Despite a veneer of democracy, Samoa is sliding into autocracy


Patricia A. O’Brien, Georgetown UniversityThe fragility of democracy in Samoa has been on full display in the past month. On April 9, voters used the national election to deliver a powerful rebuke to the Human Rights Protection Party (HRPP), which has ruled their Pacific nation for four decades as a virtual one-party state.

Initially, the HRPP was locked in a dead heat (25 seats each) with the Fa’atuatua I Le Atua Samoa Ua Tasi (FAST) party, with one independent candidate, Tuala Tevaga Iosefo Ponifasio, deciding the victor.

FAST was formed in protest against the government rushing three bills into law in 2020 that fundamentally altered Samoa’s constitutional, judicial and customary frameworks. The stunning election results registered the depth of anger about this legislation and the desire for change.

But on the eve of Tuala’s announcement he would join FAST and launch a new political era, troubling events began. On April 20, Samoa’s Election Commissioner announced via social media that a new 52nd parliamentary seat had been created and signed into law by the head of state, Afioga Tuimalealiifano Vaaletoa Sualauvi. An HRPP candidate was installed in the seat. This announcement denied FAST (headed by a former deputy prime minister, Fiame Naomi Mata’afa) its one-seat majority and victory.

On May 4, when the Supreme Court of Samoa questioned the 52nd-seat manoeuvre, the head of state (who was appointed by the government) declared the April 9 election results void and that a new snap election would be held on May 21. He also questioned the impartiality of Samoa’s highest court.




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Caretaker Prime Minister Tuilaepa Sailele Malielegaoi, who has held that office since 1998, declared himself “shocked” by the head of state’s announcement, but thought an electoral rerun would make the people’s will more “clear”. He also asserted he was appointed to rule Samoa by the highest authority of all: God.

On May 17, the Supreme Court declared the 52nd seat unconstitutional, giving FAST back its one member majority. The Supreme Court will soon decide on the voided election too – it is unlikely to be in favour.

But the HRPP has sown the seeds for a direct confrontation between the head of state and the judiciary. The HRPP is likely to continue the push for the second election, having denounced the courts, the Samoan diaspora, Facebook, protesters and Samoa’s leading newspaper, which strongly opposes Tuilaepa’s actions.

The people of Samoa have saved democracy in their country before – they may now have to do so again.
Shutterstock

Scepticism abounds about how orderly a rerun election will be, given the extraordinary events since April 9. Despite a veneer of democracy, Samoa is ominously facing an autocratic future.

Samoa has struggled with autocracy and democracy before. The 1920s were a tempestuous time for the nation, which was reeling from the devastation of the influenza epidemic that killed more than one in five of its people. (Due to closed borders Samoa has been almost free of COVID-19, but the economic, social and political impacts of eligible voters being unable to return home to cast ballots have been considerable.)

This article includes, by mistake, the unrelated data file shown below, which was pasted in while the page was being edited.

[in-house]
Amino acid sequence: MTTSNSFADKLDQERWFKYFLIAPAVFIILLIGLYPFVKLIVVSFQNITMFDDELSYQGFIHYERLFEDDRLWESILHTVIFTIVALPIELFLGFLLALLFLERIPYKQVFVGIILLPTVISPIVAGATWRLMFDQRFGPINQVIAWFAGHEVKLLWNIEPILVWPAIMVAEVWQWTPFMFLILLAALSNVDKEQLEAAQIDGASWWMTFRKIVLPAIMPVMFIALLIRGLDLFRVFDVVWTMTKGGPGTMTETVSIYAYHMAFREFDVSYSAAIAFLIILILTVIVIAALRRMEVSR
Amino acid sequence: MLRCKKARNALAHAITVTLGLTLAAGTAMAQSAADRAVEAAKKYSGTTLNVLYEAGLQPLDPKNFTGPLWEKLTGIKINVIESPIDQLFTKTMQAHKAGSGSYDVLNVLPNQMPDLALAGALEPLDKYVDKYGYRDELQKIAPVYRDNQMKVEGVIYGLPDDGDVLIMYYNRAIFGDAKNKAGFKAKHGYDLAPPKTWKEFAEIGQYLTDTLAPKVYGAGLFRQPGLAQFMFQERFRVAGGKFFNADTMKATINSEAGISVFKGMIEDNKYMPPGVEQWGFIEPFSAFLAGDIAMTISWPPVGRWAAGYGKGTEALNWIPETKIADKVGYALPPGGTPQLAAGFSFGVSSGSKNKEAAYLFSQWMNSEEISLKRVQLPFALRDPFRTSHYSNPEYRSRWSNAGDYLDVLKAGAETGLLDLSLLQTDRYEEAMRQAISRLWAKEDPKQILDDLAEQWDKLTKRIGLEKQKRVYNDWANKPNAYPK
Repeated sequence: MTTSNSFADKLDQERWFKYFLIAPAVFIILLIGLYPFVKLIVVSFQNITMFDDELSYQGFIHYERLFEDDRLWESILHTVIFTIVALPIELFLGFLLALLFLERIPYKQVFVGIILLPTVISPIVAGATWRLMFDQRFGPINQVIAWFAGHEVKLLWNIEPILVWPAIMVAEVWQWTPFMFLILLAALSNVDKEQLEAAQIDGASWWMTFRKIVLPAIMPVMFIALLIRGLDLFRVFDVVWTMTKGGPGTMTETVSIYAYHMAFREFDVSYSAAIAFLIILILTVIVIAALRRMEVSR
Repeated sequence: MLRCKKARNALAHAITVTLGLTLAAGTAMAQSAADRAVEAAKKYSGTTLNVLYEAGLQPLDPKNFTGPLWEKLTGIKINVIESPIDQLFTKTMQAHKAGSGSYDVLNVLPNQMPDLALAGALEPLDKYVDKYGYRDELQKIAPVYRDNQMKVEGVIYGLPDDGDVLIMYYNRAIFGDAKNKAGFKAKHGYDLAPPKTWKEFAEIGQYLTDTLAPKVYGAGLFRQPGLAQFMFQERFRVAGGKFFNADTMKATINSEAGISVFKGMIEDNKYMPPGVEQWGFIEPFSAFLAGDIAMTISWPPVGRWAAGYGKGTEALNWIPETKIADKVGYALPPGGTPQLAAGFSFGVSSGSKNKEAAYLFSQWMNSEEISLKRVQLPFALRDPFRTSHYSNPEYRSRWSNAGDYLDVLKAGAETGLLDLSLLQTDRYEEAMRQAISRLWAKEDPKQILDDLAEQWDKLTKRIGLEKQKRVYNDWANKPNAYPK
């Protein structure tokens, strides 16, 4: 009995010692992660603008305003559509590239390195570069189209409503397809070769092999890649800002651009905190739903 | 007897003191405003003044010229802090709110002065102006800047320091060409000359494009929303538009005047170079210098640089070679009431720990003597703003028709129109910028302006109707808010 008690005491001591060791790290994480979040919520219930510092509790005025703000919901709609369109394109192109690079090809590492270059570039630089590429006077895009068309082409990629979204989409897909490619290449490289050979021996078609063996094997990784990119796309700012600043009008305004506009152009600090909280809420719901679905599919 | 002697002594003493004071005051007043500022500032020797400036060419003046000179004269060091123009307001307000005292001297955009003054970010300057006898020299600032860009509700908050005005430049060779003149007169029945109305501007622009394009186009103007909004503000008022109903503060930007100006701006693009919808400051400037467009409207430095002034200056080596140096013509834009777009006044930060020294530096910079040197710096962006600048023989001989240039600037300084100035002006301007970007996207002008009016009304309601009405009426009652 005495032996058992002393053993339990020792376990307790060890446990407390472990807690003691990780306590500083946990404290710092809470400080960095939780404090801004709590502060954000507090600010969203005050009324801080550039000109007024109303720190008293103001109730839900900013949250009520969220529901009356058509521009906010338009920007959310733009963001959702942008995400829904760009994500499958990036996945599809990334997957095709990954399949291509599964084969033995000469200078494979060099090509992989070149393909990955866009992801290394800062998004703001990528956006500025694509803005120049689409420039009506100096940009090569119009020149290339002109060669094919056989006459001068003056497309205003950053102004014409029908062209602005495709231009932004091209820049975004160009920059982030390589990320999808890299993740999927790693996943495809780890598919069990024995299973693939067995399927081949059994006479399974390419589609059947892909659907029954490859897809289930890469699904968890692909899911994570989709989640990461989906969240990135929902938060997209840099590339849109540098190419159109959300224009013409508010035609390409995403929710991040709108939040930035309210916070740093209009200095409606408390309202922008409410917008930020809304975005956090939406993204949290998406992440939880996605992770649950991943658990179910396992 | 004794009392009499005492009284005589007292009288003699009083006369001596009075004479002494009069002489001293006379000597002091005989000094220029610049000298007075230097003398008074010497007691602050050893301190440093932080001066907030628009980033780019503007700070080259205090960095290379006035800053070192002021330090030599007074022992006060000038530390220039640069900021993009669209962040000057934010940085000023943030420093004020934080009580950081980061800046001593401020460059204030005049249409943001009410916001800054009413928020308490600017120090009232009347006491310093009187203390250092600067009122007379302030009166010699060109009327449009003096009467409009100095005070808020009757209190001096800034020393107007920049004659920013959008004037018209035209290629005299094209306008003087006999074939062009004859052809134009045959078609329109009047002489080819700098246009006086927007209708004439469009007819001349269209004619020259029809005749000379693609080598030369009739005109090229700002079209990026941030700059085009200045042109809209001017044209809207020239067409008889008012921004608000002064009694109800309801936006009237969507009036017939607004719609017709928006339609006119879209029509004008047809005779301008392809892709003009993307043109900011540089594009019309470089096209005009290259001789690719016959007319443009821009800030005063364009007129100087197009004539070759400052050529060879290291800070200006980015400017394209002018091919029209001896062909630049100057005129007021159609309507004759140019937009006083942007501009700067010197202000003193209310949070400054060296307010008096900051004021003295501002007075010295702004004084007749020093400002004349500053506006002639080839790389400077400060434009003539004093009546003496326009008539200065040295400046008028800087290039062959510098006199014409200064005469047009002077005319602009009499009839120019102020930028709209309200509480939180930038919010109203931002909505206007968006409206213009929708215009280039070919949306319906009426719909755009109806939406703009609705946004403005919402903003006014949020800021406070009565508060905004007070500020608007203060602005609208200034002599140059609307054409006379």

The 1918 pandemic aftershocks resulted in a mass civil disobedience campaign known as the Mau (stance) Movement. It laid the blame for the calamity solely at the feet of New Zealand, which took over the German colonial regime in its first action of the first world war. So intense was the public’s anger, the new administrator brought in to quell the situation likened ruling Samoa to sitting on top of a “volcano”.

One of the Mau leaders was Ta’isi O.F. Nelson. He relentlessly fought New Zealand’s autocractic rule, likening the administrator’s powers to that of a “dictator”. He was singled out by New Zealand as the “cause of all the trouble”. Ta’isi was exiled from Samoa for ten years, imprisoned and financially ruined for the peaceful, multifaceted, international campaign he led.

Samoan protests intensified especially when New Zealand attempted to alter the functioning of Samoan customs. With the endorsement of Britain and the League of Nations (Samoa was one of the league’s mandated territories from 1920), New Zealand met the peaceful protests with military force. This led to the infamous 1929 Black Saturday Massacre, which killed nine protesters including Mau leader Tupua Tamasese Lea’lofi. The ongoing Mau campaign succeeded in Samoa becoming the Pacific’s first independent nation in 1962 and its most “stable democracy”.

This history is detailed in my book, Tautai (navigator). In 2021, the history of Samoans’ passionate fight against autocratic rule should be well remembered, as there are many echoes of it in the present crisis.

Widespread anger against the three 2020 laws, attacks on censorious press and even Tuilaepa’s singling out of Ta’isi’s grandson, who was both a former prime minister and head of state, as the “mastermind” behind FAST’s campaign strategy, are some of the most apparent similiarities.




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The corrosion of democracy in Samoa is part of a global trend. China’s growing influence in Samoa under Tuilaepa shadows current events. But, in the coming days, democracy’s endurance will be tested and, hopefully, saved by Samoa’s people and institutions.The Conversation

Patricia A. O’Brien, Visiting Fellow, School of History, Australian National University, and Adjunct Professor, Asian Studies Program, Georgetown University

This article is republished from The Conversation under a Creative Commons license. Read the original article.

Samoa’s stunning election result: on the verge of a new ruling party for the first time in 40 years